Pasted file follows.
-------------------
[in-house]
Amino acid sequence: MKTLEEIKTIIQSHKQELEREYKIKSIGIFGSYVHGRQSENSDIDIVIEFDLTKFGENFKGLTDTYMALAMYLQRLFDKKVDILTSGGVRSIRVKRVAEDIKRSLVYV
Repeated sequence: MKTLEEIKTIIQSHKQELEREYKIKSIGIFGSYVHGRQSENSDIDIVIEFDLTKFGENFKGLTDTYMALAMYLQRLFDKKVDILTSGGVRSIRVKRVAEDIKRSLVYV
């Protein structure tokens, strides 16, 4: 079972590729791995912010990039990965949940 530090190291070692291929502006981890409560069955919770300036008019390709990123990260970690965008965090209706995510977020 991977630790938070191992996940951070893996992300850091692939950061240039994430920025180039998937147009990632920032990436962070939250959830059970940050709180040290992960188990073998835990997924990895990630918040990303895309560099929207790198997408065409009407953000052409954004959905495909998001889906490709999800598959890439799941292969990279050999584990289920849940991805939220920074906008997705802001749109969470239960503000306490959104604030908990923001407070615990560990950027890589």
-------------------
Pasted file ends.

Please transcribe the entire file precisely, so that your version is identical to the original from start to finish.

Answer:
[in-house]
Amino acid sequence: MKTLEEIKTIIQSHKQELEREYKIKSIGIFGSYVHGRQSENSDIDIVIEFDLTKFGENFKGLTDTYMALAMYLQRLFDKKVDILTSGGVRSIRVKRVAEDIKRSLVYV
Repeated sequence: MKTLEEIKTIIQSHKQELEREYKIKSIGIFGSYVHGRQSENSDIDIVIEFDLTKFGENFKGLTDTYMALAMYLQRLFDKKVDILTSGGVRSIRVKRVAEDIKRSLVYV
């Protein structure tokens, strides 16, 4: 079972590729791995912010990039990965949940 530090190291070692291929502006981890409560069955919770300036008019390709990123990260970690965008965090209706995510977020 991977630790938070191992996940951070893996992300850091692939950061240039994430920025180039998937147009990632920032990436962070939250959830059970940050709180040290992960188990073998835990997924990895990630918040990303895309560099929207790198997408065409009407953000052409954004959905495909998001889906490709999800598959890439799941292969990279050999584990289920849940991805939220920074906008997705802001749109969470239960503000306490959104604030908990923001407070615990560990950027890589």